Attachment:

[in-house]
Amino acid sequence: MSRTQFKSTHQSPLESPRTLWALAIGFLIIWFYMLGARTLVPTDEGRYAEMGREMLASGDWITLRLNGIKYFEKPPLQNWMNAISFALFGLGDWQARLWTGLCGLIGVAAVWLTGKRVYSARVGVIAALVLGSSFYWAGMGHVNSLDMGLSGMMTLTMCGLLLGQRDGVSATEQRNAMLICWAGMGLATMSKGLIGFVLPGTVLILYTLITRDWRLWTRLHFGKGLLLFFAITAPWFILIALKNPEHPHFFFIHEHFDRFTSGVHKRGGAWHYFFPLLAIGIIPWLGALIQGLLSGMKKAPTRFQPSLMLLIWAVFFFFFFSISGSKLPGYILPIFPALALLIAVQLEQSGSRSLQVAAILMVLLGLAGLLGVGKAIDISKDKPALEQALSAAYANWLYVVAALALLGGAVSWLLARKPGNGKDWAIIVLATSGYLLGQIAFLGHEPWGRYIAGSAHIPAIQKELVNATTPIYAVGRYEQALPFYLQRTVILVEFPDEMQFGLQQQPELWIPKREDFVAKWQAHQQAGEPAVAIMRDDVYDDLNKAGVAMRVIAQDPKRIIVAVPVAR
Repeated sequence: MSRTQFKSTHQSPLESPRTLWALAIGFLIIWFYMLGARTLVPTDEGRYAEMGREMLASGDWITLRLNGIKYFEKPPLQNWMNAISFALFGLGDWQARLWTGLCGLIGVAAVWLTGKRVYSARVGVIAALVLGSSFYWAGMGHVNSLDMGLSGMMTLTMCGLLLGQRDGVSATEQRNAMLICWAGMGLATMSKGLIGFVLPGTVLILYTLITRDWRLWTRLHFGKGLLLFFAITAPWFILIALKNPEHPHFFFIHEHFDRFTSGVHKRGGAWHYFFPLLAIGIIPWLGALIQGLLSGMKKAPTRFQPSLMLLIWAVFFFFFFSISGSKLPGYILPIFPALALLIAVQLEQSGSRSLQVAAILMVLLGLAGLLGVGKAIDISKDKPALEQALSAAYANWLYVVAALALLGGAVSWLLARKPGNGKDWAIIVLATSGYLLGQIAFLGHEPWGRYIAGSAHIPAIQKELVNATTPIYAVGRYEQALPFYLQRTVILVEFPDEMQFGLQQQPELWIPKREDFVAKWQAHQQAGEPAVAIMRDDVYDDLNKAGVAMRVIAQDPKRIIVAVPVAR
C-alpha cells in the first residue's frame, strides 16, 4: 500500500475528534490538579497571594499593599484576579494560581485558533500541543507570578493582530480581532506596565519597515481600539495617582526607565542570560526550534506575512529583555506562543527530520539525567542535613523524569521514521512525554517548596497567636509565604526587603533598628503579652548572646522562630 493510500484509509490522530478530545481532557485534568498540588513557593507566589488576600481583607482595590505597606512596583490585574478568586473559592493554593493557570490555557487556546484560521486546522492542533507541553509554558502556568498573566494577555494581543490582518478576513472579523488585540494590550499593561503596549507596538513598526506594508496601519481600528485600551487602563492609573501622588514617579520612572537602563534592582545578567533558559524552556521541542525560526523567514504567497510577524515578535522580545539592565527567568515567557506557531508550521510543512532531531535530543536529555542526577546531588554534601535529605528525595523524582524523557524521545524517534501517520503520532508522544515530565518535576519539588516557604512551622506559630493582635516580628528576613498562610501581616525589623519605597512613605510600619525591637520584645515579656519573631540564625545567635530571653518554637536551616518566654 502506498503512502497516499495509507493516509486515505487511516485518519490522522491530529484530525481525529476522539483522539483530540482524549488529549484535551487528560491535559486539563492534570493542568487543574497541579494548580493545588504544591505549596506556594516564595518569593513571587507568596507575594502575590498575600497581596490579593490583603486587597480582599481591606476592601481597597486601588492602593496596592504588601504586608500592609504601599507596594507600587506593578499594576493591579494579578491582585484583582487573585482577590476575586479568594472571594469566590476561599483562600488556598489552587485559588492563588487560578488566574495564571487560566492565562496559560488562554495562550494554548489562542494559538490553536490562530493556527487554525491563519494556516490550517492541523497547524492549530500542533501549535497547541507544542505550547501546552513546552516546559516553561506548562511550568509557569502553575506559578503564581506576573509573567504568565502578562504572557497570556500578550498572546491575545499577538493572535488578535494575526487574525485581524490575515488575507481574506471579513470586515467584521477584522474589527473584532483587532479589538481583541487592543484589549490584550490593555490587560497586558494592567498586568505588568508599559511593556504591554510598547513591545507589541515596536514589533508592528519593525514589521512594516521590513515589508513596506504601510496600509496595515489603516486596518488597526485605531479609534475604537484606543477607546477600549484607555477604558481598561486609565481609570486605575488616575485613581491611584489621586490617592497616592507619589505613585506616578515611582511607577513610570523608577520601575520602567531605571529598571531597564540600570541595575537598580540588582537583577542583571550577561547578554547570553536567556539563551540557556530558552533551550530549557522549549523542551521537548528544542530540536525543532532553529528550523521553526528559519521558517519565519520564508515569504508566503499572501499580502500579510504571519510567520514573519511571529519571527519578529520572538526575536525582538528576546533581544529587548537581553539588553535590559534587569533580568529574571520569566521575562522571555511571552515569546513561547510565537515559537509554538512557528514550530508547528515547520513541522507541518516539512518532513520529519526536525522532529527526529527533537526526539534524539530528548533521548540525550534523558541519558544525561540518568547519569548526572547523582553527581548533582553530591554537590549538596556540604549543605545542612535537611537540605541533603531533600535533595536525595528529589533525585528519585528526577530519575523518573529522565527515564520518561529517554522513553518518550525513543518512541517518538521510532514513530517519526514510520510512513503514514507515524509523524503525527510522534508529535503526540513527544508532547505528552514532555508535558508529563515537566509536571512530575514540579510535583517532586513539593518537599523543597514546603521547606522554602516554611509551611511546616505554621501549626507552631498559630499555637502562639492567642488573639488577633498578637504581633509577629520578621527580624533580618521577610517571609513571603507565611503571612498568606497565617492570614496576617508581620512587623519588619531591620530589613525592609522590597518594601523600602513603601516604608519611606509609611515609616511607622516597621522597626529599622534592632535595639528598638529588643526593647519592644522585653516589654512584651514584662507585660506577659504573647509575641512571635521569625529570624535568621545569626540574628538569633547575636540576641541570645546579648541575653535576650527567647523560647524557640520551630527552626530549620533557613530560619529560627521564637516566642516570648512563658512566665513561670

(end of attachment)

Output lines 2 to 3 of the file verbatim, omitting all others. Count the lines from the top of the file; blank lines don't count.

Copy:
Amino acid sequence: MSRTQFKSTHQSPLESPRTLWALAIGFLIIWFYMLGARTLVPTDEGRYAEMGREMLASGDWITLRLNGIKYFEKPPLQNWMNAISFALFGLGDWQARLWTGLCGLIGVAAVWLTGKRVYSARVGVIAALVLGSSFYWAGMGHVNSLDMGLSGMMTLTMCGLLLGQRDGVSATEQRNAMLICWAGMGLATMSKGLIGFVLPGTVLILYTLITRDWRLWTRLHFGKGLLLFFAITAPWFILIALKNPEHPHFFFIHEHFDRFTSGVHKRGGAWHYFFPLLAIGIIPWLGALIQGLLSGMKKAPTRFQPSLMLLIWAVFFFFFFSISGSKLPGYILPIFPALALLIAVQLEQSGSRSLQVAAILMVLLGLAGLLGVGKAIDISKDKPALEQALSAAYANWLYVVAALALLGGAVSWLLARKPGNGKDWAIIVLATSGYLLGQIAFLGHEPWGRYIAGSAHIPAIQKELVNATTPIYAVGRYEQALPFYLQRTVILVEFPDEMQFGLQQQPELWIPKREDFVAKWQAHQQAGEPAVAIMRDDVYDDLNKAGVAMRVIAQDPKRIIVAVPVAR
Repeated sequence: MSRTQFKSTHQSPLESPRTLWALAIGFLIIWFYMLGARTLVPTDEGRYAEMGREMLASGDWITLRLNGIKYFEKPPLQNWMNAISFALFGLGDWQARLWTGLCGLIGVAAVWLTGKRVYSARVGVIAALVLGSSFYWAGMGHVNSLDMGLSGMMTLTMCGLLLGQRDGVSATEQRNAMLICWAGMGLATMSKGLIGFVLPGTVLILYTLITRDWRLWTRLHFGKGLLLFFAITAPWFILIALKNPEHPHFFFIHEHFDRFTSGVHKRGGAWHYFFPLLAIGIIPWLGALIQGLLSGMKKAPTRFQPSLMLLIWAVFFFFFFSISGSKLPGYILPIFPALALLIAVQLEQSGSRSLQVAAILMVLLGLAGLLGVGKAIDISKDKPALEQALSAAYANWLYVVAALALLGGAVSWLLARKPGNGKDWAIIVLATSGYLLGQIAFLGHEPWGRYIAGSAHIPAIQKELVNATTPIYAVGRYEQALPFYLQRTVILVEFPDEMQFGLQQQPELWIPKREDFVAKWQAHQQAGEPAVAIMRDDVYDDLNKAGVAMRVIAQDPKRIIVAVPVAR